Two revelations from a long, strange year
We’re fast approaching the one-year anniversary nobody wants to celebrate: the COVID lockdown.
It was this time last year that I did a few things I haven’t repeated since:
• I flew to Miami on a flight without a single empty seat.
• I swam in the hotel pool, walked the streets of South Beach, and drank a couple of beers on a busy patio.
• I attended a small two-day workshop — 18 of us sitting close to each other, mask-less, around a large table.
• Later that week, I rode a sold-out train to Toronto for a dinner meeting. The five of us ate at a crowded restaurant without a care in the world.
And that was the last time I did any of these things. In the words of those famous philosophers, The Grateful Dead, what a long, strange trip it’s been. Along the way there’s been impatience, frustration, a dash of sadness — and also empathy for those more deeply impacted by COVID beyond the restrictions of lockdown protocols.
Through it all, I’ve also had time to reflect. (Haven’t we all?) In particular, COVID has helped me learn two things about myself:
1. I miss travel — but for an unexpected reason.
Sure, I‘ve missed vacationing. But I miss my everyday travel too — whether it’s planes, trains or automobiles. When I travel, my pace seems to slow and my creativity increases. My best thinking seems to come while gazing out the window on the train or driving alone over long distances, just me and my music. I’ve missed this travel, and didn’t realize how much I’d come to depend on it for “thinking” time.
So, to compensate during the pandemic, I now walk up to four times (and 10 km) a day — almost always with Joe, the fifth member of our family (and the only one with paws). Walking fills part of my travel void — and still offers dedicated time when my thinking somehow gets clearer.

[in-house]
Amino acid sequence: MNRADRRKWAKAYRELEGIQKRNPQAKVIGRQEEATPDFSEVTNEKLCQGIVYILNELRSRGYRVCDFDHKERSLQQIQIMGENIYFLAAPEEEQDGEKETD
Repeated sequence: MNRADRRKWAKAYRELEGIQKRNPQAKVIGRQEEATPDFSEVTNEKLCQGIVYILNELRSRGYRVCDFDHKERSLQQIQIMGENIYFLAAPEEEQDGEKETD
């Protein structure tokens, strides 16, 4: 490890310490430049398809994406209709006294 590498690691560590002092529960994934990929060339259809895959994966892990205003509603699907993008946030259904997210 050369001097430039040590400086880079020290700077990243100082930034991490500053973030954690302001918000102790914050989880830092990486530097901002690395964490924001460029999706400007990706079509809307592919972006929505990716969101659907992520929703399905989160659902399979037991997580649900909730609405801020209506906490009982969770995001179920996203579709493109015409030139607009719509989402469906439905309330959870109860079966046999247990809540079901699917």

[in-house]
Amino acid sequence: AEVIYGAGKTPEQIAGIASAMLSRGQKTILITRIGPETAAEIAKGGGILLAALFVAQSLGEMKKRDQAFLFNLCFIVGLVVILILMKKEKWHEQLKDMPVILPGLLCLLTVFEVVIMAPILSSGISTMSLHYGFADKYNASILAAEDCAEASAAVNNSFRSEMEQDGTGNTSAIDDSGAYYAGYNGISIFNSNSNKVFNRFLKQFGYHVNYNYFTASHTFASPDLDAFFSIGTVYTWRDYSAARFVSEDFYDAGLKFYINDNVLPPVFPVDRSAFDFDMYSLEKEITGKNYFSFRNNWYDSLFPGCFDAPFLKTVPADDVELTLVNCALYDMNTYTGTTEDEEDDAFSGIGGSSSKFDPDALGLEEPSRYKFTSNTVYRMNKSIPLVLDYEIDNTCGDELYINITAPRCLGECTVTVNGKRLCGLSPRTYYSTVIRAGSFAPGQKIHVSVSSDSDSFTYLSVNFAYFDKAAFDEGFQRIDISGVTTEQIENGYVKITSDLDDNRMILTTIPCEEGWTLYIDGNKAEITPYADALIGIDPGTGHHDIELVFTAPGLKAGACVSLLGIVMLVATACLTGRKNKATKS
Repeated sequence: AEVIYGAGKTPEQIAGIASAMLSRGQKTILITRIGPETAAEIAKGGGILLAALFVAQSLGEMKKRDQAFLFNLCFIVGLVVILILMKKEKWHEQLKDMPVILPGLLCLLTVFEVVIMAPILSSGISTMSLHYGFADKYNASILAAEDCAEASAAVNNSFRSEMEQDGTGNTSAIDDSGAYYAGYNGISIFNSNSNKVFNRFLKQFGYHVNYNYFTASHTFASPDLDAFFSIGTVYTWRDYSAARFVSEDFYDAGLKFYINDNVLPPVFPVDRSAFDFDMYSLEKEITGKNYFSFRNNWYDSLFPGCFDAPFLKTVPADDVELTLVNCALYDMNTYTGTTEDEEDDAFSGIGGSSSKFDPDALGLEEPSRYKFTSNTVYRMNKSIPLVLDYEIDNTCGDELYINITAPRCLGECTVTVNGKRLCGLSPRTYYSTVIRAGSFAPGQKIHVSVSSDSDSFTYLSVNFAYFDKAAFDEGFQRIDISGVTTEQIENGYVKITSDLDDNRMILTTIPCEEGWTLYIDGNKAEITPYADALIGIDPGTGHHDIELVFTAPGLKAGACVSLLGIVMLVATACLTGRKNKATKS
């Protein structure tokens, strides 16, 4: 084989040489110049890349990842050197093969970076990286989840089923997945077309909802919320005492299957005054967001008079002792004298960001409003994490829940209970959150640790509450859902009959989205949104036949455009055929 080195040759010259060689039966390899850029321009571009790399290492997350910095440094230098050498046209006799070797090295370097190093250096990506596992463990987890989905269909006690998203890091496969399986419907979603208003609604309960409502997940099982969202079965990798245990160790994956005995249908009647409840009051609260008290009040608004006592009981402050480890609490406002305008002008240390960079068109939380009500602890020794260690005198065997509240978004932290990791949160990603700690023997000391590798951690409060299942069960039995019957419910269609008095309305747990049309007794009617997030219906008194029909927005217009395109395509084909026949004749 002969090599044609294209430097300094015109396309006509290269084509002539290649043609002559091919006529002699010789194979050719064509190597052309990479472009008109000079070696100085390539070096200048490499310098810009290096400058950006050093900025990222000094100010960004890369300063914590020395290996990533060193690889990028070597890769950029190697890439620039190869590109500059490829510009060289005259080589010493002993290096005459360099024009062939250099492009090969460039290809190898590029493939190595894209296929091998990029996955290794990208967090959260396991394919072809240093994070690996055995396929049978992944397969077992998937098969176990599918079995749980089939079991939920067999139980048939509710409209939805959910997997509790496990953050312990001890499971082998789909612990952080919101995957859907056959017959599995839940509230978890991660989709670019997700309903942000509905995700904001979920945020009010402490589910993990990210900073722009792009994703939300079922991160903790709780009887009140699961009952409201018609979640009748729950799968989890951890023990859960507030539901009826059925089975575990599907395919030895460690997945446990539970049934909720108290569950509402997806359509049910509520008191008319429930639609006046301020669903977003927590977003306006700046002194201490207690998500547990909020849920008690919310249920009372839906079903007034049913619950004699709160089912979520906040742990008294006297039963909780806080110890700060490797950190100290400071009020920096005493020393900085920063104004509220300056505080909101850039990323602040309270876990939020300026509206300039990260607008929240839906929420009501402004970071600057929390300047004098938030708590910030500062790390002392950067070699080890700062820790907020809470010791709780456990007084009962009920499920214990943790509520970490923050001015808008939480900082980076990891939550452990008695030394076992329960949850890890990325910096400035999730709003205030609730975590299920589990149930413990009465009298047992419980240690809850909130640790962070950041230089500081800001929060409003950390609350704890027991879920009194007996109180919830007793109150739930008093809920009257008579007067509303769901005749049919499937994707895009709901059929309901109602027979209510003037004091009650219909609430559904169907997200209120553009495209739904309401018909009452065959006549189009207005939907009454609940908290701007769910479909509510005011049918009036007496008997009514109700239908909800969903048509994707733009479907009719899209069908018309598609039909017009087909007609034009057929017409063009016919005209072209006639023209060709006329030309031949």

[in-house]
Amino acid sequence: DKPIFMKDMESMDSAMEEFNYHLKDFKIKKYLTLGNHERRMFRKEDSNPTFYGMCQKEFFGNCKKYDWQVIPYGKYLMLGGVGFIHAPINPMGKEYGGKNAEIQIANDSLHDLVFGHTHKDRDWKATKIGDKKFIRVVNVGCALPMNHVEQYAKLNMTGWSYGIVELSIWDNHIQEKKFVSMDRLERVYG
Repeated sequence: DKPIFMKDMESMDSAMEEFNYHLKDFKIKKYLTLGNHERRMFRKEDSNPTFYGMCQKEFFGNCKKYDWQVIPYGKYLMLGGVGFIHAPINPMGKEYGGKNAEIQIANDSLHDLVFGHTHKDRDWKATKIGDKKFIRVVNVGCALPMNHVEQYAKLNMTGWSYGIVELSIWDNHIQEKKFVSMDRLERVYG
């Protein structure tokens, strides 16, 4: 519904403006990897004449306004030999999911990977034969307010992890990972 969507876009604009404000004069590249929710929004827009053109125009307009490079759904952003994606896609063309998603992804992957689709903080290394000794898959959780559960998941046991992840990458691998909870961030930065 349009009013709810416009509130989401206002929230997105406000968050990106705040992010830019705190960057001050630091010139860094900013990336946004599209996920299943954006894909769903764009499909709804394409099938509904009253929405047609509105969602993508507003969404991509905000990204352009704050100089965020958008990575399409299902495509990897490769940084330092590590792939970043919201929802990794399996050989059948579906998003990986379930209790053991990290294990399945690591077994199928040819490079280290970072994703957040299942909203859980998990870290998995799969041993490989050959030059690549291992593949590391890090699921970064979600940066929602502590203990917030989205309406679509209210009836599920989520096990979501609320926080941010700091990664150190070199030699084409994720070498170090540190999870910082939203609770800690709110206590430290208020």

And now It’s a no-brainer. When COVID is over, my walking habit will stay.
2. A new mantra is managing my mindset.
Early on in COVID I found myself consumed with two thoughts:
• Why can’t things go back to the way they were?
• When will this be over?
But, as the year went along, I surprised myself with my patience. That’s not the normal me… yet it somehow became me. In hindsight, seven months of golf season helped. It was fresh air and s̶o̶c̶i̶a̶l̶i̶z̶a̶t̶i̶o̶n̶ trash talk and routine. Without those things, who knows? My patience might have gone kaput.
Over time, I stumbled on a simple mantra for managing my attitude: no time travel. How often do we hear professional athletes spit out tired cliches like, “We’re not getting too far ahead of ourselves.” Or after a bad game: “No use in looking back, that’s behind us.” It’s their way of staying in the present. They don’t time travel. They take it a game at a time.
And it works.
I can’t go back either. And I also can’t fast forward to the end of COVID. So I do my best to focus only on the here and now… and what I can control.
The lessons we each take away from COVID for ourselves, our businesses and our teams will be different.
Yours won’t be the same as mine. We humans have different habits, thought patterns and behaviours. We’re unique, not clones.
We’re constantly discovering new things about ourselves and those we work with. How resilient are we? Can we manage through this uncertainty if we put our minds to it? Yep, COVID has been horrible. We all agree on that. And… there are also silver linings — lessons learned — in everything we do. Even our deepest struggles and biggest challenges.
So now what?
What good do we take away from this long, strange trip? How do we keep “learning from our learning?” How do we sustain it?
For me, there are two things. I’m going to protect my walking habit as “thinking” time. And I’m not going to time travel.
What about you?
1. What have you learned about yourself (or your team or company) during COVID?
2. How will you make your learnings stick?
If you’re open to it, REACH OUT and share your thoughts with me. I’m interested.